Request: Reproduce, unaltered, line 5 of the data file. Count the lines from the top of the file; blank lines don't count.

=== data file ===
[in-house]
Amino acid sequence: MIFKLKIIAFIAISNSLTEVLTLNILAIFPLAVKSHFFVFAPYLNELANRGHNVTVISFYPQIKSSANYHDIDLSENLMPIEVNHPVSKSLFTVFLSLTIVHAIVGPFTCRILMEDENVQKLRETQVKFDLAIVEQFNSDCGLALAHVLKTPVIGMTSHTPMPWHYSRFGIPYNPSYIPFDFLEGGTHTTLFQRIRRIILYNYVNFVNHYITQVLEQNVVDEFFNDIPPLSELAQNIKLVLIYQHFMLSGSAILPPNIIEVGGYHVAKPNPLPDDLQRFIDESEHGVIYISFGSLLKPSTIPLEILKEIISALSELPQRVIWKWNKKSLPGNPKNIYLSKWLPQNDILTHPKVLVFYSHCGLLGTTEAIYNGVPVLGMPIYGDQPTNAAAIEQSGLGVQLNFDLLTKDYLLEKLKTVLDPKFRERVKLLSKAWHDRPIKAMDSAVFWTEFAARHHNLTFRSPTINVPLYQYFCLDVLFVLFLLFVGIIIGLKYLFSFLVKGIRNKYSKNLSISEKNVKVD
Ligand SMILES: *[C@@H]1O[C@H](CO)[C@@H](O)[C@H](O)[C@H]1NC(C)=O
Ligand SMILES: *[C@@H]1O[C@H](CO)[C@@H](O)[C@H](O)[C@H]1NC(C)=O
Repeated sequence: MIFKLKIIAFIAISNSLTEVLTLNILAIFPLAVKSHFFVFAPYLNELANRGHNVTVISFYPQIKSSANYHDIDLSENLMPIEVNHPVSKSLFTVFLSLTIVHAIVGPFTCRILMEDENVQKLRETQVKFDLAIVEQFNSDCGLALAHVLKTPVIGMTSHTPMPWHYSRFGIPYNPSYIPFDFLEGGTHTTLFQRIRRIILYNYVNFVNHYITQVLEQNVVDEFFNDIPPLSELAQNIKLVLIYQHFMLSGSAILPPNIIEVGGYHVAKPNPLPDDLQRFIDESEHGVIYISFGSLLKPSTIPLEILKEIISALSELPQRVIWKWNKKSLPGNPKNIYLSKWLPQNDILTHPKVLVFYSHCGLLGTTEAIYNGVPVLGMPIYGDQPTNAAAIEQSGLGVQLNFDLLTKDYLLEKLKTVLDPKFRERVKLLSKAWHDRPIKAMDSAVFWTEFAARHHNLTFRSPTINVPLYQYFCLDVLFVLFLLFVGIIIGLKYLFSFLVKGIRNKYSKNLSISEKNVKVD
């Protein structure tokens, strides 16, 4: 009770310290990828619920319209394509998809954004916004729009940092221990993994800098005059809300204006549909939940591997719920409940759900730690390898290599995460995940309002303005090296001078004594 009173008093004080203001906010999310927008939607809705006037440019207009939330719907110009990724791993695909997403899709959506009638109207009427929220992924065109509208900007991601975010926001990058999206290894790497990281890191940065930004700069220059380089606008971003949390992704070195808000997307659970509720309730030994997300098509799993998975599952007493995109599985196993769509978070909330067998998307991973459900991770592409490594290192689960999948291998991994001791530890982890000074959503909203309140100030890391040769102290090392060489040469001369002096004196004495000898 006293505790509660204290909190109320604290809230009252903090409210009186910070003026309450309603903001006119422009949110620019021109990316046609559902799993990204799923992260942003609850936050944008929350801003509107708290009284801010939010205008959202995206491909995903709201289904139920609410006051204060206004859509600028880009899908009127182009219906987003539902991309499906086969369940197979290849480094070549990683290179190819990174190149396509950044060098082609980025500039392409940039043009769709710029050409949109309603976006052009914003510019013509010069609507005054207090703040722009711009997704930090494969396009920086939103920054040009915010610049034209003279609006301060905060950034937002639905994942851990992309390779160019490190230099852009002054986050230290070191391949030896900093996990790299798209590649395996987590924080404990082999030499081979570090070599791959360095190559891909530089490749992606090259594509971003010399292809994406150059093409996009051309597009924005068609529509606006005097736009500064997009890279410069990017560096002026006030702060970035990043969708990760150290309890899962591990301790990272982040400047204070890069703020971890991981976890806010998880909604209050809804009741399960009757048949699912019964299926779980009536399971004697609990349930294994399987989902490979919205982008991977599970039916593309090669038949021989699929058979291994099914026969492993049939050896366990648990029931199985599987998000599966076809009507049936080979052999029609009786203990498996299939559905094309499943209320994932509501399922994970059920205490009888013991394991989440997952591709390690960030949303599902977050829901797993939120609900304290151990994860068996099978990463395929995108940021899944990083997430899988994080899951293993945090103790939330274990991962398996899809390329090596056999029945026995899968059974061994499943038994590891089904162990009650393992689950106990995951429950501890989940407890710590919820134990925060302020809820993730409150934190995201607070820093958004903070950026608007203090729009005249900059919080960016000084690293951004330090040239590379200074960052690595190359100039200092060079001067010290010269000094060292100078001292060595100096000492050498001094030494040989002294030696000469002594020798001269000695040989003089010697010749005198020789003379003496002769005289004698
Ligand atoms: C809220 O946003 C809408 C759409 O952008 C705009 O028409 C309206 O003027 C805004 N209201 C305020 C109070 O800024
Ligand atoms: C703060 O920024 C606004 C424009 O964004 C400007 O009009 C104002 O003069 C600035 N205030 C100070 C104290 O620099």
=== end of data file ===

Repeated sequence: MIFKLKIIAFIAISNSLTEVLTLNILAIFPLAVKSHFFVFAPYLNELANRGHNVTVISFYPQIKSSANYHDIDLSENLMPIEVNHPVSKSLFTVFLSLTIVHAIVGPFTCRILMEDENVQKLRETQVKFDLAIVEQFNSDCGLALAHVLKTPVIGMTSHTPMPWHYSRFGIPYNPSYIPFDFLEGGTHTTLFQRIRRIILYNYVNFVNHYITQVLEQNVVDEFFNDIPPLSELAQNIKLVLIYQHFMLSGSAILPPNIIEVGGYHVAKPNPLPDDLQRFIDESEHGVIYISFGSLLKPSTIPLEILKEIISALSELPQRVIWKWNKKSLPGNPKNIYLSKWLPQNDILTHPKVLVFYSHCGLLGTTEAIYNGVPVLGMPIYGDQPTNAAAIEQSGLGVQLNFDLLTKDYLLEKLKTVLDPKFRERVKLLSKAWHDRPIKAMDSAVFWTEFAARHHNLTFRSPTINVPLYQYFCLDVLFVLFLLFVGIIIGLKYLFSFLVKGIRNKYSKNLSISEKNVKVD